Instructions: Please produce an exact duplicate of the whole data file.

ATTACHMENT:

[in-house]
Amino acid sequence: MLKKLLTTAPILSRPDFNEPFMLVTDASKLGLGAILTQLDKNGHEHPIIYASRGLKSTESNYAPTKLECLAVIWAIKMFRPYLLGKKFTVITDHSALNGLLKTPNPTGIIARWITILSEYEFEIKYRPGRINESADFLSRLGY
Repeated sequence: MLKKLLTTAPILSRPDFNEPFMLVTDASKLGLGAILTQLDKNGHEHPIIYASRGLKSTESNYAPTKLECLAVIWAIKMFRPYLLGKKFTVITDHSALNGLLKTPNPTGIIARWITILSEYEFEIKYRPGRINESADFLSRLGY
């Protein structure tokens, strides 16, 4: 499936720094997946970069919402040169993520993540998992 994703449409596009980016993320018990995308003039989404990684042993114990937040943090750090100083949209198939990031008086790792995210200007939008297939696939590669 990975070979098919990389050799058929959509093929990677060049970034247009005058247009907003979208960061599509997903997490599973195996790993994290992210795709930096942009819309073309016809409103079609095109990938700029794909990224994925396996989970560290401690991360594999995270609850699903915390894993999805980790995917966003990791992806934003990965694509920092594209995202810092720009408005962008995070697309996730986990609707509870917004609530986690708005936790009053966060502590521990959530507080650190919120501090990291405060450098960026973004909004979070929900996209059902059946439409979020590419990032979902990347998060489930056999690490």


[in-house]
Amino acid sequence: MLKKLLTTAPILSRPDFNEPFMLVTDASKLGLGAILTQLDKNGHEHPIIYASRGLKSTESNYAPTKLECLAVIWAIKMFRPYLLGKKFTVITDHSALNGLLKTPNPTGIIARWITILSEYEFEIKYRPGRINESADFLSRLGY
Repeated sequence: MLKKLLTTAPILSRPDFNEPFMLVTDASKLGLGAILTQLDKNGHEHPIIYASRGLKSTESNYAPTKLECLAVIWAIKMFRPYLLGKKFTVITDHSALNGLLKTPNPTGIIARWITILSEYEFEIKYRPGRINESADFLSRLGY
């Protein structure tokens, strides 16, 4: 499936720094997946970069919402040169993520993540998992 994703449409596009980016993320018990995308003039989404990684042993114990937040943090750090100083949209198939990031008086790792995210200007939008297939696939590669 990975070979098919990389050799058929959509093929990677060049970034247009005058247009907003979208960061599509997903997490599973195996790993994290992210795709930096942009819309073309016809409103079609095109990938700029794909990224994925396996989970560290401690991360594999995270609850699903915390894993999805980790995917966003990791992806934003990965694509920092594209995202810092720009408005962008995070697309996730986990609707509870917004609530986690708005936790009053966060502590521990959530507080650190919120501090990291405060450098960026973004909004979070929900996209059902059946439409979020590419990032979902990347998060489930056999690490």